On October 17th, The Stark County Political Report spied an article in the Cleveland Plain Dealer (online version [], to wit:

As the SCPR always does when one of Ohio's quality mainstream newspapers does an Ohio-wide investigative journalism that could relate to Stark County government, The Report examines the impact/import of the work to Stark County political subdivisions.

Accordingly, on October 20th, The Report was in a position to report to the Stark County public the ramifications of the above-headline to the revenues of various Stark County govenment entities including Stark major college (Stark State), local boards of education, libraries, townships, cities, and, indeed to county government itself.

As it turns out, Stark County treasurer Alex Zumbar, being the forthright public official he is, at his own initiative, estimated to the SCPR that because he did not pick up on the significant shift in return on Ohio treasurer Josh Mandel's formulated Star Plus/Star Funds, Stark County missed out on approximately $32,500 in additional revenues as a leverage on taxpayer dollars.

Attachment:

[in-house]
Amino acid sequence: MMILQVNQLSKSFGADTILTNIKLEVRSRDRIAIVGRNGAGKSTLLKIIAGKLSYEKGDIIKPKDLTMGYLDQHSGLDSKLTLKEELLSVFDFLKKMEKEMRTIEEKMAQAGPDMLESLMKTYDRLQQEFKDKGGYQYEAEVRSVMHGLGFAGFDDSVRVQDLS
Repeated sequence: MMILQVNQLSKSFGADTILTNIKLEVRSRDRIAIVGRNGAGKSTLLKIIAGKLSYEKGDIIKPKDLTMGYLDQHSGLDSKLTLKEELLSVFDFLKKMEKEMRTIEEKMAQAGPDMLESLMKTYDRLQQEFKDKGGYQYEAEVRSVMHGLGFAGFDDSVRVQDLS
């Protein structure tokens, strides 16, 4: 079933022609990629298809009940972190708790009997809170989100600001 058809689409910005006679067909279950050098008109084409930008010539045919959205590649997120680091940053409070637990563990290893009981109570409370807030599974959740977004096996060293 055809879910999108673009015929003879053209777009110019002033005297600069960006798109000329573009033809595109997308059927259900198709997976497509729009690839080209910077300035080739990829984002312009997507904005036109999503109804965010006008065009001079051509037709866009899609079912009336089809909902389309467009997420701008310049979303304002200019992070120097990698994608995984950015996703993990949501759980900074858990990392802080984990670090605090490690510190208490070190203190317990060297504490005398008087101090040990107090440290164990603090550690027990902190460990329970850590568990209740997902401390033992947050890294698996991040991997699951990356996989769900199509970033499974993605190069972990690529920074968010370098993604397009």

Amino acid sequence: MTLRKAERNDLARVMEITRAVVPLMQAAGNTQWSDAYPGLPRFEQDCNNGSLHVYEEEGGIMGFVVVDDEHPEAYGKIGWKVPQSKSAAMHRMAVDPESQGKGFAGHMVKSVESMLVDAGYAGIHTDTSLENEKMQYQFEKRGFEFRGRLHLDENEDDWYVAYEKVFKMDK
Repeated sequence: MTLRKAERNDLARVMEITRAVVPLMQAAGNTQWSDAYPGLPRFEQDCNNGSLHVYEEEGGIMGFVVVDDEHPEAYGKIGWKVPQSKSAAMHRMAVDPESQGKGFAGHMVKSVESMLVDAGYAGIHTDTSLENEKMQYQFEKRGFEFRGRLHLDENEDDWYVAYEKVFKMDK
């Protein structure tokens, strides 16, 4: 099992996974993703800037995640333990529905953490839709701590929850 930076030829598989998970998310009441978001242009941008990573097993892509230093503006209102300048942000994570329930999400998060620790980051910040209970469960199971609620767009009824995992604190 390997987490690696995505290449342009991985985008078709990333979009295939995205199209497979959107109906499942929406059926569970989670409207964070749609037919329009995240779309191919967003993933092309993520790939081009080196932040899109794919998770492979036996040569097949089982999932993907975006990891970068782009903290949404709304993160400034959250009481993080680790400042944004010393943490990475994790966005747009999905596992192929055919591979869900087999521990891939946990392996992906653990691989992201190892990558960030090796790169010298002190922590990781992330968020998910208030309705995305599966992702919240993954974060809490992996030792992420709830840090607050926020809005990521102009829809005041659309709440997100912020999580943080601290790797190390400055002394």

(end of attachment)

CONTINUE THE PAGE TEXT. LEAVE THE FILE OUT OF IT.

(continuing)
Since the 20th, the SCPR has contacted many fiscal officers serving the entities on the list below and believes that a consequence of doing so The Report was the impetus for these officers to rethink and in quite a number case reorder their investment of taxpayer dollars from the lower paying (beginning months ago) Star Plus to the Star fund.

The Star fund currently produces about 1/4 cent higher daily return than the Star Plus fund.

The Report thinks that this blog investigative effort has led to—going forward—Stark County taxpayers' money being enhanced to the tune of thousands of dollars.